Sussex Spaniels are lovely and on the vulnerable breeds list.

Field Spaniels are lovely too, but apparently not as suited to suburban life

I think Brittany Spaniels are a bit smaller than springers, but not much, although are finer boned and not so solid, iyswim.

Kooikerhondjes are fab spaniel-type dogs.

To be honest, it sounds like you are attracted to smaller, silky coated gun-dog types. So, if you like cockers I would go for that, but do lots of careful research and choose a really good reputable breeder, for whom you have several positive testimonials/recommendations. True rage syndrome is actually really rare. Unfortunately people have a tendency to blame poor training and behavioural problems in cockers on rage syndrome, rather than facing up to the fact the problem is down to them, taking the responsibility and putting in the effort required to sort it out. Cockers are cute, but often people forget that they are a working breed that needs to be properly trained and given enough exercise and mental stimulation - that's how they end up having behavioural problems.

My SIL has a black cocker. She was incredibly cute as a pup and they bought her from the first breeder they saw advertising without any planning, research or forethought. (They didn't listen to my advice and literally just went out one weekend and bought her.) They babied her, carried her everywhere and she was never taken to training or socialised. She was basically kept as a toy/fashion accessory. Then they had their first child and all of a sudden her resource guarding and aggression towards other dogs was a problem, whereas before it was funny/cute. None of it is the dog's fault, all the problems they have with her behaviour are down to lack of proper care, training and socialisation. They would love to blame her behaviour on rage syndrome, but it just isn't - it doesn't even fit the symptoms.

You sound like you are a completely different type of potential dog owner and are being very sensible trying to consider the right breed for your family etc, so you will do all the research and put in all the work necessary, to make sure your dog gets everything it needs in terms of socialisation and training etc.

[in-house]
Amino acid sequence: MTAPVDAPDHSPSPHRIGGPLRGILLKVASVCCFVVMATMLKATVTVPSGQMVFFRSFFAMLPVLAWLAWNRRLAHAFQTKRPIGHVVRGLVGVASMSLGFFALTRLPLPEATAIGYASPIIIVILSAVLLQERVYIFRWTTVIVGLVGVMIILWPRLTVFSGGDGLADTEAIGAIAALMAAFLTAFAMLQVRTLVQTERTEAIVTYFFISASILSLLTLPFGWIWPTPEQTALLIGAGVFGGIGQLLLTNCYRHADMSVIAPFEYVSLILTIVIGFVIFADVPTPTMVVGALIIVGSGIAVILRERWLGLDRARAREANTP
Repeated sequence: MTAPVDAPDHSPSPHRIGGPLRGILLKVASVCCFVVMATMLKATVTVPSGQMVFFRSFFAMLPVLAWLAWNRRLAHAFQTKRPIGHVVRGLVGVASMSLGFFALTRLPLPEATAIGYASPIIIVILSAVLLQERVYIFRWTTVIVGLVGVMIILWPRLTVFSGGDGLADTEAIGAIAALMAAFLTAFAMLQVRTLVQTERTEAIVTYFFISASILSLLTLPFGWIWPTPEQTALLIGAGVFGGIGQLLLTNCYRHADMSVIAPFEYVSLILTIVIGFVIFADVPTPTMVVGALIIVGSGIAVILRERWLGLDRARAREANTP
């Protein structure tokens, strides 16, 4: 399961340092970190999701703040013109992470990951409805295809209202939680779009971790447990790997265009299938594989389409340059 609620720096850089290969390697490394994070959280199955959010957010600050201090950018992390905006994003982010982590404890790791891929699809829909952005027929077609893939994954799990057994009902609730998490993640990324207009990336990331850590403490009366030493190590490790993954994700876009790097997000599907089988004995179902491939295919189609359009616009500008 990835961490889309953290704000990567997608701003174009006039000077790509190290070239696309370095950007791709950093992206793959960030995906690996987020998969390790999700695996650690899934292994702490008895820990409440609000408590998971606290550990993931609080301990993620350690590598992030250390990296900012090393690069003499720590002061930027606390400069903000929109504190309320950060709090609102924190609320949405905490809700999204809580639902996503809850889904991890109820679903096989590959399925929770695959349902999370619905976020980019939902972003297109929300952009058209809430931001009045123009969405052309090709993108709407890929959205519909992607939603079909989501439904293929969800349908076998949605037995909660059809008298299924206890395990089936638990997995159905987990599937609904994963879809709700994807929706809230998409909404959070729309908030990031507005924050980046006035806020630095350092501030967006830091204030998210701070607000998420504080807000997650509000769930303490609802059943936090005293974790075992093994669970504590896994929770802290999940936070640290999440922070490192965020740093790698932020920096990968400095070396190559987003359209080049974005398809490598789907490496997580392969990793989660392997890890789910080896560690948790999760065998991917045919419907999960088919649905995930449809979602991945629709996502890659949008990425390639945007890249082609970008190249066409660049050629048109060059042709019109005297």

adogforme Wed 22-May-13 10:19:43

Wow moose thanks for that epic post. I really am trying to do my research.

I could kiss you for the Kooikerhonje link. Pretty much exactly what I asked for. I LOVE non-droopy spaniel types.

I'm away to read loads about them.

moosemama Wed 22-May-13 11:01:33

You're very welcome.

There used to be a Kooikerhonje at my old dog club. She was a real sweetie and really quick and bright with training.

adogforme Wed 22-May-13 11:20:45

They seem to be pretty rare in this country with less than 20 puppies born each year.
I like what I read though so I've asked to be notified of any litters. anything I've read days I've a long wait but that suits me anyway.

moosemama Wed 22-May-13 11:33:42

Yes, there aren't many about, but I don't think they're in great demand either, so hopefully not too long a wait.

I waited almost 12 months for my Soft Coated Wheaten pup though, but that was because I wanted my pup to be undocked and there was only one breeder at the time that didn't dock.

Sometimes a long wait is a good thing though, as it gives you all the time you need to be properly prepared and do all the research you need. It certainly worked for us, my Wheaten girl was an awesome dog, well worth the wait. smile

MelanieCheeks Wed 22-May-13 21:21:06

Just wanted to add, good for you on doing the research into the right type of dog for your lifestyle, and for being prepared to wait.

adogforme Wed 22-May-13 22:28:40

Thanks Melanie. I could murder Moose though grin grin . Oh how I want a Kooikerhondje (is that the best breed name ever?) now and it doesn't look easy. I'm looking at the Nova Scotia Duck Toller Retriever too.

Skinheadmermaid Thu 23-May-13 08:45:51

Beagle- ideal family dog, sweet natured. Not very large either
Staffordshire bull terrier- not at all a large dog as some have the impression, breed standard calls for 14-16 inches high at the shoulder. Small but robust and very unterrier like in personality
British bulldog
Miniature pinscher
Miniature bull terrier
Miniature schnauzer
Miniature poodle
Boston terrier
French bulldog
Papillon perhaps too fluffy?
Shibu inu

Please note that bull & terrier breeds like the ones i've listed not behave how 'normal' terriers are sometimes perceived e.g yappy & snappy
Tbh with the right training & exercise few dog breeds are.

basildonbond Thu 23-May-13 08:56:23

We're on a couple of waiting lists for a Nova Scotia duck tolling retriever - they are gorgeous dogs and the ones we've met have been so happy and friendly and brilliant with children